BY Dr. A.Sridhar

• “Sudden death of an infant under one year of age, which remains unexplained after a thorough case investigation, including performance of a complete autopsy, examination of the death scene, and review of the clinical hist
• Pediatr Pathology 1991;11(5):677-684.

Facts About Sudden Infant Death Syndrome (SIDS)
• Many more children die of SIDS in a year than all who die of cancer, heart disease, pneumonia, child abuse, AIDS, cystic fibrosis and muscular dystrophy combined . . .

• Sudden Infant Death Syndrome (SIDS) is a medical term that describes the sudden death of an infant which remains unexplained after all known and possible causes have been carefully ruled out through autopsy, death scene investigation, and review of the medical history


Multifactorial in origin Triple Risk Hypothesis  Vulnerable infant  Critical developmental period in homeostatic control  Exogenous stressors Final pathway believed to involve immature cardiorespiratory and autonomic control along with failure of arousal responsiveness from sleep


SIDS infants higher baseline heart rates, lower heart rate variability, prolonged QT indexes, lower parasympathetic tone and/or high sympathovagal balance Abnormalities of arousal  Kato and colleagues report infants who died of SIDS had fewer spontaneous arousals from sleep and immature sleep patterns Prone sleeping  Increases total time infants spend asleep particularly time spent in quiet sleep, a state of reduced arousability  Also decreased spontaneous arousability, induced arousability and fewer full cortical arousals  Associated with altered autonomic control manifest by raised heart rates, decreased heart rate variability and increased sympathetic tone Infants exposed to smoking in utero have decreased spontaneous and stimulus-induced arousal from sleep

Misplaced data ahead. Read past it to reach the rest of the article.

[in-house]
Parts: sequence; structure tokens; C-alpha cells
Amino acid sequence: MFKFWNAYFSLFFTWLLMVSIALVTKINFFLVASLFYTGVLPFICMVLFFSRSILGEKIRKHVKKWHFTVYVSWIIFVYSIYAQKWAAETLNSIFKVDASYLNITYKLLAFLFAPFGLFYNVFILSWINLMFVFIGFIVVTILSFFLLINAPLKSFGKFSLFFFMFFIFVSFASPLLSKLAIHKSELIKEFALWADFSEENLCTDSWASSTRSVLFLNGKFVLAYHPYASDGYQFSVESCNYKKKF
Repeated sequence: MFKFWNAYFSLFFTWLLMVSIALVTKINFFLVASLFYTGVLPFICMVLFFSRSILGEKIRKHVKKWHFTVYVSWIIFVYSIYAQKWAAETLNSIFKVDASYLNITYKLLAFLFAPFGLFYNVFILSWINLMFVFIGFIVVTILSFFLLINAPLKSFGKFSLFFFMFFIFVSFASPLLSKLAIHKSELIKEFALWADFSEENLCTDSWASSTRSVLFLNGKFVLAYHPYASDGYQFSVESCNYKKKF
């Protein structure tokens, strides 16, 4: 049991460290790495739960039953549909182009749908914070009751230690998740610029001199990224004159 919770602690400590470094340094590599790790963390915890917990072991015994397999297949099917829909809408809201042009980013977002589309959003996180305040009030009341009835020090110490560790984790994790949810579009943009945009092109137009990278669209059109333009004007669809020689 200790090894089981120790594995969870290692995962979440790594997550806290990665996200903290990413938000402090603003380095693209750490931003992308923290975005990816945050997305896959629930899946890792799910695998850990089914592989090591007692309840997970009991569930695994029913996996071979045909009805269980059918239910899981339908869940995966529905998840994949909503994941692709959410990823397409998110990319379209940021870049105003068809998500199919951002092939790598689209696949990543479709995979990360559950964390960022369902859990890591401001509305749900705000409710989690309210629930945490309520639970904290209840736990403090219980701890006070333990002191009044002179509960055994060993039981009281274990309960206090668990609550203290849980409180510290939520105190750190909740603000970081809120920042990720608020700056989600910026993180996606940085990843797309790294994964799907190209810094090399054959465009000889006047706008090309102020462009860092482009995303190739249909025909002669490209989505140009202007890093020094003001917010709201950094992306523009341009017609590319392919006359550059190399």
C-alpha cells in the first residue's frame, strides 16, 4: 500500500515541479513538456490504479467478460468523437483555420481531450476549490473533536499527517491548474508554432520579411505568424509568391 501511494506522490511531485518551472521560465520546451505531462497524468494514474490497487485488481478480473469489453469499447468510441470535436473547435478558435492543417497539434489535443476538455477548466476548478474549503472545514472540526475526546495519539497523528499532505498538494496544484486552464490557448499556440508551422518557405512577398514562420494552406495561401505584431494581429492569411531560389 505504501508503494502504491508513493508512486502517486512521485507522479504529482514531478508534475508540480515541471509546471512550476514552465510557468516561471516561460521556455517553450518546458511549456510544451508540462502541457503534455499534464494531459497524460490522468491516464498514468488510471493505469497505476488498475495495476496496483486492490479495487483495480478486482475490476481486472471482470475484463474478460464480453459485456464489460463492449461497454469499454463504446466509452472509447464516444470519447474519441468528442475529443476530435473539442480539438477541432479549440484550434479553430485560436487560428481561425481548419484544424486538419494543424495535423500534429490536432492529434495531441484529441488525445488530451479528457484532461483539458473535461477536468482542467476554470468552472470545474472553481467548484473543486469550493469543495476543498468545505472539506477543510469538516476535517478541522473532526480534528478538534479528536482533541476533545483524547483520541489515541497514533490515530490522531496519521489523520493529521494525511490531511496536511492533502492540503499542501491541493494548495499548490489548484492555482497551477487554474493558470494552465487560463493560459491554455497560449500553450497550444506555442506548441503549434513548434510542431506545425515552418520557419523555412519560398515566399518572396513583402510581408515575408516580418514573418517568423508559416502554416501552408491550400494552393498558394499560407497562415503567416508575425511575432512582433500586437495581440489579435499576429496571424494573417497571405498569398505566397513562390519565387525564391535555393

Major association between intrauterine exposure to cigarette smoking and risk of SIDS  Risk of death is progressively greater with increased smoking  May be small independent effect of paternal smoking  An independent effect of postnatal exposure to tobacco smoke has been found in a small number of studies as well as dose-response effect with number of household smokers Evidence linking prenatal illegal drug is conflicting  Opiates increase risk of SIDS 2-15 fold  Alcohol not clearly linked, but siblings of infants with FAS 20 fold increased risk of SIDS compared to controls


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Prone sleeping consistently shown to increase risk of SIDS  Highest risk when usually placed in another sleeping position but were placed on stomach for last sleep, “unaccustomed prone”, more likely to occur outside the home such as day care centers  Also risk of choking highest in prone position Placing infant on side still places risk twice as likely to die of SIDS compared to sleeping supine  Exceptions may be made with certain medical conditions Soft sleeping surfaces 2 to 3 fold increase risk of SIDS  Prone sleeping + soft bedding  20 fold increase Overheating with increased room temperature, high body temperature, sweating or excessive clothing increase incidence  No increase with high external environment temperature No protective effect from bed sharing  Advocates of this practice typically promoters of breast feeding  1/3 reduction with sleeping in parent’s bedroom in separate crib